Major League Soccer had a tricky proposition in returning to play from the coronavirus pandemic. Unlike the NBA, NHL or many of the major European soccer leagues around the world, MLS was not nearing the end of its season when the stoppage of play began in mid-March. But different from the MLB, each team played two games pre-coronavirus, meaning the 2020 season was underway.
Given the missed time of more than three months, MLS had to figure out how to make up enough games to for the 2020 season to be worth resuming and find a way to recoup lost revenue.
MLS officially announced its solution last week in a World Cup-style format dubbed the “MLS is Back Tournament.” This competition will feature all 26 teams at ESPN’s Wide World of Sports Complex in Orlando, Florida beginning in early July and running for just over a month.
While different than resuming play in empty stadiums or jumping straight to the playoffs like other leagues around the world, this was a smart format those around the league were pleased with according to Columbus Crew SC president and general manager Tim Bezbatchenko.
“My reaction, not unlike a lot of the other presidents and CSOs and leaders of the teams, was one of excitement about the certainty around playing games,” he said on a conference call last week. “And I think that’s what this is about. When play stopped back mid-March, I think no one knew when we were going to be able to restart again. We were hopeful based on the surge that never came as strong as we thought in Ohio that we could possibly play games here. But we’re part of a wider league. And when it comes down to visiting teams coming in, you have to respect various quarantine rules within each state and each city.
“So what it very quickly became about was how can we for sure have games? How can we create certainty around providing our fans an experience around Major League Soccer this year?”
As discussions continued about how best to restart, the option to play at the Disney complex presented itself. While unorthodox and not completely ideal, this was ultimately the best option in order to get games going again as soon as possible.
The next step was figuring out how to house and keep players and staff from around the league safe. MLS had to work out the logistics, something that the players association had to agree with, which took some time but eventually rules were set in place to safely resume play.
“I think the concept at first was very exciting and fully supported from day one,” Bezbatchenko continued. “To actually get it kicked off and started, I think that it’s been a little bit more complicated, just because of the sheer complexity of this virus.”
For MLS clubs, a resumption of games was important. Players and coaches spent more than a month in preseason preparing for a new league year. Just as the 2020 season kicked off, it was stopped and those involved in the on-field work were left wondering when games would return.
Players spent the first month and a half of quarantine exercising on their own or working out on video chats with teammates. The Crew resumed individual, voluntary training in mid-May, followed by small group training at the end of the month. Finally, the Black & Gold were permitted to resume full team training last week.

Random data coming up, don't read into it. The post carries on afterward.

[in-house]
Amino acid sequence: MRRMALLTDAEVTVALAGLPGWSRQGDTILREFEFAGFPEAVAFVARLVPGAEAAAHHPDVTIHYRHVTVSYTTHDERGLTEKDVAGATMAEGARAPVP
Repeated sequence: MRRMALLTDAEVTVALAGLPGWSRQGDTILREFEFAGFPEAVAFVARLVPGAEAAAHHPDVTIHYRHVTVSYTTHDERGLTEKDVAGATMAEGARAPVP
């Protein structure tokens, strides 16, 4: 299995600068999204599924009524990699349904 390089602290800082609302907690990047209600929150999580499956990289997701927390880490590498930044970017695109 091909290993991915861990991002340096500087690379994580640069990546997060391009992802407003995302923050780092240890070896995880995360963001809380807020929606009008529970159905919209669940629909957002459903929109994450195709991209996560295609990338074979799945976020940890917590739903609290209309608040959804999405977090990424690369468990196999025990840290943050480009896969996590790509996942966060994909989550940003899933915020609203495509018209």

This will all build toward the MLS is Back Tournament, one that, after all this time off, the Crew is excited to get going.
“Just the fact of playing soccer is important,” Bezbatchenko said. “But we have competitors, we have warriors, and they compete every day in training. They prepare their lives in a holistic way so that they can compete and win on Saturday. And so to have this tournament setup is fantastic, not just for the club and for the fans but at a personal level for the players because it’s what they do. It’s what they do for a living, it’s what they’ve done their entire lives.”
Added to the hunger of returning to play is that there is a lot on the line in the MLS is Back Tournament. The first carrot on a stick for the teams is that the three group stage game — where the Crew will face Atlanta United, FC Cincinnati and the New York Red Bulls — results will count toward the 2020 MLS standings. With a hopeful plan to return to league play following the tournament, these points, added to the four the Black & Gold earned in the opening two matches of the year, could certainly be important as teams push for a playoff spot in a shortened season.
“I obviously think those first three games are very important because we know that those points matter for the regular season,” Crew head coach Caleb Porter said last week. “When you look at those three games and the two games we’ve already played, those five games, the points that we gained over those five games are really going to give us momentum into the year when we return.”
The second incentive is that the winner will receive an automatic bid into the CONCACAF Champions League, the regional club tournament in this part of the world. The champion will also take home $1 million in prize money.
Any sort of return to play was always going to be difficult for MLS, given where the league was when games were stopped. But once the details were resolved and the format was announced, the Crew was excited to get back going and make its mark in 2020.
“We want to win this tournament. We’re going to get to go down and compete,” Bezbatchenko said.
“We’re competitors; the players want to win. There’s a significant prize award, over $1 million for the players and a spot in the CONCACAF Champions League that’s on the line. So, these are meaningful matches.”